After years of being relegated to the boardroom, the tailored pantsuit is back in the spotlight thanks to fashion’s most trailblazing icons, says Becky Sunshine
Yves Saint Laurent’s infamous "Le Smoking" tuxedo, photographed by Helmut Newton
Coco Chanel first wore one in the 1920s, then Marlene Dietrich in the ’30s. Katharine Hepburn adopted the look in the ’40s. Together, these women made the tailored pantsuit a wardrobe staple and revolutionized the modern dress code. Fast forward to spring 2013, where designers such as Frida Giannini at Gucci, Hedi Slimane at Saint Laurent and Stella McCartney are creating new pantsuit silhouettes, ranging from strict and mannish to soft and draping, spawning a new generation of chic women taking the look not only to work, but off duty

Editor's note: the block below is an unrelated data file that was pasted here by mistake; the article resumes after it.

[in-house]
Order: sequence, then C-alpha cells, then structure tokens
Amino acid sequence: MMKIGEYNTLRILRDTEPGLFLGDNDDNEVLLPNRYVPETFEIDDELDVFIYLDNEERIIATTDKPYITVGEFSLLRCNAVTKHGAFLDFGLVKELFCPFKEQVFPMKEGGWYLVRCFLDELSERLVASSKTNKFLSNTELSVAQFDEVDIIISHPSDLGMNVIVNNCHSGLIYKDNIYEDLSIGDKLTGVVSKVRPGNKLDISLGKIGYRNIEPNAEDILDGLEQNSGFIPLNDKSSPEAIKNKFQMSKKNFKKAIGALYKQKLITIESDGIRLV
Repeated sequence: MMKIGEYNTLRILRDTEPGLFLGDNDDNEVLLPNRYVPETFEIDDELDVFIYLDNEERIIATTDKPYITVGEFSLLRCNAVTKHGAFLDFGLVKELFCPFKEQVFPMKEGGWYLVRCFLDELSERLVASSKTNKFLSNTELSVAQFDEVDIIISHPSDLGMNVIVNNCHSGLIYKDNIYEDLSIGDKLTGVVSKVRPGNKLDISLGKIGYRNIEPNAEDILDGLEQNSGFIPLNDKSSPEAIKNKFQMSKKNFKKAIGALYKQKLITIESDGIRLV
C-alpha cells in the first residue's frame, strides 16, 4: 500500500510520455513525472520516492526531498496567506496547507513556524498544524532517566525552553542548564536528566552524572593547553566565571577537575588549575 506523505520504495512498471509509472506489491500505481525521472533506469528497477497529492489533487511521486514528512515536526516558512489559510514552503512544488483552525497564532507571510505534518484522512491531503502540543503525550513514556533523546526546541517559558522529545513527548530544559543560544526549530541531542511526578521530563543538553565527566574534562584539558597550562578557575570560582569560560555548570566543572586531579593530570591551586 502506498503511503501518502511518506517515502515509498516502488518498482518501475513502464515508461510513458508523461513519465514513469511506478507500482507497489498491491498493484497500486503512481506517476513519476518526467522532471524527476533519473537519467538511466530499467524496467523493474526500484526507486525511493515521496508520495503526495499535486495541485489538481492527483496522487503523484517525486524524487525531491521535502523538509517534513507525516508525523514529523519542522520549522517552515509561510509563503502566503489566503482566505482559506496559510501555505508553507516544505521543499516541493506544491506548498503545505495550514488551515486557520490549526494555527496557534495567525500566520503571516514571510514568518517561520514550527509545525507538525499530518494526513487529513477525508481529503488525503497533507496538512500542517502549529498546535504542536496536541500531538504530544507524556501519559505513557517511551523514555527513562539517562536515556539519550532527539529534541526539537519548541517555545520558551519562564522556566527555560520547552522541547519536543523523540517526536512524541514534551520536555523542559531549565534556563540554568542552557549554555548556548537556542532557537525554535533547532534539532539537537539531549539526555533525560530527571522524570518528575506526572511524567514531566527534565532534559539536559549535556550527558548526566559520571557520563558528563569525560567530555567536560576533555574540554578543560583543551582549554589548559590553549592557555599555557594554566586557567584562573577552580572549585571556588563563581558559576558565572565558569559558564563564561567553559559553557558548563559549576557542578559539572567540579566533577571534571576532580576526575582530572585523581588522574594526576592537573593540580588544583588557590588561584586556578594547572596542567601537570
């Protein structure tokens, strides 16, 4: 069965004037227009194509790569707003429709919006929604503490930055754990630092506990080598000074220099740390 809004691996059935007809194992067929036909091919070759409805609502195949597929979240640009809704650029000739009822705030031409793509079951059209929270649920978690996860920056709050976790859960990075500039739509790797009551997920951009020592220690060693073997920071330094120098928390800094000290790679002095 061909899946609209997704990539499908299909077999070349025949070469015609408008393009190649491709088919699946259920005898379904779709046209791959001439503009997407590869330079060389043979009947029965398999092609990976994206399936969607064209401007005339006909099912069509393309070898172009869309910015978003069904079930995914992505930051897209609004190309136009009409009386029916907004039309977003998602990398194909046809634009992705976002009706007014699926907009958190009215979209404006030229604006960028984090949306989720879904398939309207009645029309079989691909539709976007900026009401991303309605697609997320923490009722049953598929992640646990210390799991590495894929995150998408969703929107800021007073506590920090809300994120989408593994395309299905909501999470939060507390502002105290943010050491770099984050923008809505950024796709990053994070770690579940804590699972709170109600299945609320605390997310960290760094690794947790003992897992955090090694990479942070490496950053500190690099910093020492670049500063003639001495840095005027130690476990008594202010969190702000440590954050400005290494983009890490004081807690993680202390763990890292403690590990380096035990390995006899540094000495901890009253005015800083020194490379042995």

and even on to the red carpet.
The androgyny of tailoring has always encouraged a feeling of empowerment: a structured jacket makes us stand taller; our hands thrust audaciously into the pockets of tailored pants. From Chanel’s revolutionary first foray – a practical solution for playing tennis – to the rebellious Hepburn who refused to wear dresses, the pantsuit represents steely determination and effortless style. In the ’60s and ’70s Lauren Hutton and Bianca Jagger became the poster girls for Yves Saint Laurent’s iconic "Le Smoking", whilecredits
Photograph: © The Helmut Newton Estate